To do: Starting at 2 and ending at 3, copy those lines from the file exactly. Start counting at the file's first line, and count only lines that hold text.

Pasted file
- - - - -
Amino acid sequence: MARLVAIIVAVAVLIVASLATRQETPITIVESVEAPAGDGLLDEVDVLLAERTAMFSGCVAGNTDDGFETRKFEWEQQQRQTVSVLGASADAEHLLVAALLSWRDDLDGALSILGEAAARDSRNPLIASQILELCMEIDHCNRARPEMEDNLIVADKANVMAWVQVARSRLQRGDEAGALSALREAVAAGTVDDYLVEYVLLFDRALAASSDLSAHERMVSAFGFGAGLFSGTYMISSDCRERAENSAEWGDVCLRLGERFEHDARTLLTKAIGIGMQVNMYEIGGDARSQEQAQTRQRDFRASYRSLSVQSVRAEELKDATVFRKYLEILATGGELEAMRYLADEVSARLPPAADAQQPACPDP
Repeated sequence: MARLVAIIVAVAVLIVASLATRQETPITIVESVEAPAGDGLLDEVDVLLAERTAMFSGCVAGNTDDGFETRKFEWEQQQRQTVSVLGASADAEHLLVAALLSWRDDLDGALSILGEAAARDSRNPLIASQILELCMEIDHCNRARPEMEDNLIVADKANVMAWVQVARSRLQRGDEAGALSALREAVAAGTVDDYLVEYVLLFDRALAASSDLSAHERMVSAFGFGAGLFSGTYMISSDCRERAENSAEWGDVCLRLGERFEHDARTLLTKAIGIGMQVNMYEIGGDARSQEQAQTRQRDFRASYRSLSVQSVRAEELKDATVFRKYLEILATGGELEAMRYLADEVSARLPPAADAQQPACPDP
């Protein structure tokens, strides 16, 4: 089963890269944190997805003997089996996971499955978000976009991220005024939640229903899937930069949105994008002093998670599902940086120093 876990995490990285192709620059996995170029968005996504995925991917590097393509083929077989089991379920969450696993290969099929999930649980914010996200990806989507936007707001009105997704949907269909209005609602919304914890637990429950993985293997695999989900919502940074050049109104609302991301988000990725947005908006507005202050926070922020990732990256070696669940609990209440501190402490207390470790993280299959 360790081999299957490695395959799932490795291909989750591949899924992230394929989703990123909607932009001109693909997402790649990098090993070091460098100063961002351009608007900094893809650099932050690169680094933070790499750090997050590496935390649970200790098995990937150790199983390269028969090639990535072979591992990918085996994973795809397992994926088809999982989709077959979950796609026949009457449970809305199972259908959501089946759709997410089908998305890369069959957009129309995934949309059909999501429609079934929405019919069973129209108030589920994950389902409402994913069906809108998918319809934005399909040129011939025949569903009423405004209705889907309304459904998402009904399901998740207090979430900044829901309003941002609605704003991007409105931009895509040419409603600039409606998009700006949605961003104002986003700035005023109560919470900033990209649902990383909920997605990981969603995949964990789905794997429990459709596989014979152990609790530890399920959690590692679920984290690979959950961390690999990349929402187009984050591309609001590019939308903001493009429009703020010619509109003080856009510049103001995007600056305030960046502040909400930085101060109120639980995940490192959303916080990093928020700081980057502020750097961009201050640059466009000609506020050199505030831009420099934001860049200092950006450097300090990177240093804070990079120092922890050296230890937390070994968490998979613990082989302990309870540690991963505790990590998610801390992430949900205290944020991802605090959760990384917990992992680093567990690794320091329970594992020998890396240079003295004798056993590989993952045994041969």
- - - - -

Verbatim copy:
Repeated sequence: MARLVAIIVAVAVLIVASLATRQETPITIVESVEAPAGDGLLDEVDVLLAERTAMFSGCVAGNTDDGFETRKFEWEQQQRQTVSVLGASADAEHLLVAALLSWRDDLDGALSILGEAAARDSRNPLIASQILELCMEIDHCNRARPEMEDNLIVADKANVMAWVQVARSRLQRGDEAGALSALREAVAAGTVDDYLVEYVLLFDRALAASSDLSAHERMVSAFGFGAGLFSGTYMISSDCRERAENSAEWGDVCLRLGERFEHDARTLLTKAIGIGMQVNMYEIGGDARSQEQAQTRQRDFRASYRSLSVQSVRAEELKDATVFRKYLEILATGGELEAMRYLADEVSARLPPAADAQQPACPDP
């Protein structure tokens, strides 16, 4: 089963890269944190997805003997089996996971499955978000976009991220005024939640229903899937930069949105994008002093998670599902940086120093 876990995490990285192709620059996995170029968005996504995925991917590097393509083929077989089991379920969450696993290969099929999930649980914010996200990806989507936007707001009105997704949907269909209005609602919304914890637990429950993985293997695999989900919502940074050049109104609302991301988000990725947005908006507005202050926070922020990732990256070696669940609990209440501190402490207390470790993280299959 360790081999299957490695395959799932490795291909989750591949899924992230394929989703990123909607932009001109693909997402790649990098090993070091460098100063961002351009608007900094893809650099932050690169680094933070790499750090997050590496935390649970200790098995990937150790199983390269028969090639990535072979591992990918085996994973795809397992994926088809999982989709077959979950796609026949009457449970809305199972259908959501089946759709997410089908998305890369069959957009129309995934949309059909999501429609079934929405019919069973129209108030589920994950389902409402994913069906809108998918319809934005399909040129011939025949569903009423405004209705889907309304459904998402009904399901998740207090979430900044829901309003941002609605704003991007409105931009895509040419409603600039409606998009700006949605961003104002986003700035005023109560919470900033990209649902990383909920997605990981969603995949964990789905794997429990459709596989014979152990609790530890399920959690590692679920984290690979959950961390690999990349929402187009984050591309609001590019939308903001493009429009703020010619509109003080856009510049103001995007600056305030960046502040909400930085101060109120639980995940490192959303916080990093928020700081980057502020750097961009201050640059466009000609506020050199505030831009420099934001860049200092950006450097300090990177240093804070990079120092922890050296230890937390070994968490998979613990082989302990309870540690991963505790990590998610801390992430949900205290944020991802605090959760990384917990992992680093567990690794320091329970594992020998890396240079003295004798056993590989993952045994041969």